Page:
But it is good to think about the future. It depends on how we approach this future though because prospecting about your future can enrich your life.
What is HSE? The “E” in Health, Safety and Environment
This article extends my What is HSE? series. It completes the trilogy of articles outlining what I see as the core mission—and business benefits—of each of the titular acronym’s three pillars. Follow the links to the Health and Safety articles.
However, even as I write this, ideas about The Silent “P” in HSE are percolating. Any guesses? I’m sure there’s little risk of bated-breath-related incidents until then.
For now, back to Environment.
How does Environment differ from Health & Safety?
In order to differentiate the occupation from the subject, I shall refer to the former as “environmental management”.
Most industrial environmental incidents, like Health & Safety, are linked to unsafe acts (caused by people). Another example, climate change, is an industrial environmental impact spanning—despite denial and protestation—the global community. These make people a critical subject stakeholder.
Whilst Health & Safety combat hazards, environmental management deals with aspects. Whereas hazards are uni-directional (our safety poses zero risk to heavy machinery), aspects are a two-way relationship; they are the mutual interactions between a company and its surroundings.
For example: a hotel is built on a beach with a nearby coral reef so it can help attract guests (positive business impact). Because of limited freshwater, equipment is installed to make seawater drinkable; the wastewater is pumped into the sea near the reef. Because the wastewater is so salty, it kills the reef (negative environmental impact). The hotel’s business decreases (negative business impact).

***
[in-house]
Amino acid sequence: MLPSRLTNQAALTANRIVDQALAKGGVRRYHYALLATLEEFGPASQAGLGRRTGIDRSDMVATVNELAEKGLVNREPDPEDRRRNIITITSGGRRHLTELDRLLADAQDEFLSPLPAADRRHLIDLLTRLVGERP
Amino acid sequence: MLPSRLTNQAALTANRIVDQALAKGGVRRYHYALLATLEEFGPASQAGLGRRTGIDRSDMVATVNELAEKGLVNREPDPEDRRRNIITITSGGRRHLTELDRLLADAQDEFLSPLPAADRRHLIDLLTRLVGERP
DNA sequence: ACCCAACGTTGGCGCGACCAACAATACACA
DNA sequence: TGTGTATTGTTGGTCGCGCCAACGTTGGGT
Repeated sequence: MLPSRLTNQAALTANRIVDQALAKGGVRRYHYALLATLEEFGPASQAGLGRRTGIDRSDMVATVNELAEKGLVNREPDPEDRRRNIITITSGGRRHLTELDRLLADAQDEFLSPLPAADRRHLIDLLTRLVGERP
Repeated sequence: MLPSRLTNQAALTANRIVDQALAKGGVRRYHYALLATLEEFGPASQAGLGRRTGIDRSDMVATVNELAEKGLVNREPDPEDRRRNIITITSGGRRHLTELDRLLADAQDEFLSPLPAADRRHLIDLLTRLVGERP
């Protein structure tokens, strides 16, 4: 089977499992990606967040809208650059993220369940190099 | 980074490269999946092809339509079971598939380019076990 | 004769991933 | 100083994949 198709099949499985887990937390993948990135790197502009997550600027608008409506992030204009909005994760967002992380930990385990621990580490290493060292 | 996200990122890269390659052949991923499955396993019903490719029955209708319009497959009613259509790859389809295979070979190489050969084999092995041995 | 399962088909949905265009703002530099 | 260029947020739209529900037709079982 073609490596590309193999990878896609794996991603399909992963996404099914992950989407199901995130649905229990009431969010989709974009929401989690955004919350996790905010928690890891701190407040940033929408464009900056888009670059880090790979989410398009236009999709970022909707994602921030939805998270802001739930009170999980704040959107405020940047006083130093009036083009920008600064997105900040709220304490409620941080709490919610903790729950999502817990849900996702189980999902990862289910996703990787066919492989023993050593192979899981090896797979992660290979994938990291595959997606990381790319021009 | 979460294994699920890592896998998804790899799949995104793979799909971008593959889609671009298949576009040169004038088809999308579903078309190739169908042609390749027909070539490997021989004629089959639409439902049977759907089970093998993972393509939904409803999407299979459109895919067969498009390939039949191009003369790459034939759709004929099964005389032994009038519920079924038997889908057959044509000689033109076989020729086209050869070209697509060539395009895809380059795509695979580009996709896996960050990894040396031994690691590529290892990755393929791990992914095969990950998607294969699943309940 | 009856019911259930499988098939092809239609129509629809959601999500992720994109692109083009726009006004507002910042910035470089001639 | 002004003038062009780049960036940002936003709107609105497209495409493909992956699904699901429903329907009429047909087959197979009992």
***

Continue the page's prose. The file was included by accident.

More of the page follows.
Overall, like Health & Safety, environment focuses on prevention and the avoidance of legal, moral, social and economic liabilities to the advantage of businesses.
What is Environmental Management?
Firstly, this is about businesses mitigating their environmental risk. But what are they managing?
A visual approach is to think in terms of spheres: atmo, hydro, geo and bio. Respectively, these represent: air, water, soil and rock, and all plant and animal life. Some examples of impacts to these include deforestation, over-fishing, and water acidification from mines.
If the term spheres confuses more than it clarifies, here are a few nouns: climate change, biodiversity, pollution, resources, and waste. These about sum up business environmental management’s key topics.
There is also the anthroposphere. This includes all human activities such as communities, harbours, and other businesses, like tourism. Air pollution, toxic spills, and industrial odours are some impacts.
Lastly, we have the organisation in question, how it interacts with each sphere, and how they in turn interact with the company (such as fires, droughts and floods).
Business-oriented environmental management is about minimising two-way impacts and identifying opportunities. Impacts tend to have costs-to-company, whilst opportunities might set it apart from the competition, possibly providing competitive advantage of some kind.
Whilst business sustainability is far wider than the subject of environment, without responsible environmental management, business sustainability is left to chance.
Environmental Management’s Central Mission
My view of environmental management’s core mission is to:
Ensure operational environs are managed, impacts prevented, and resources used responsibly.
Let’s expand on these…
Operational Environs are Managed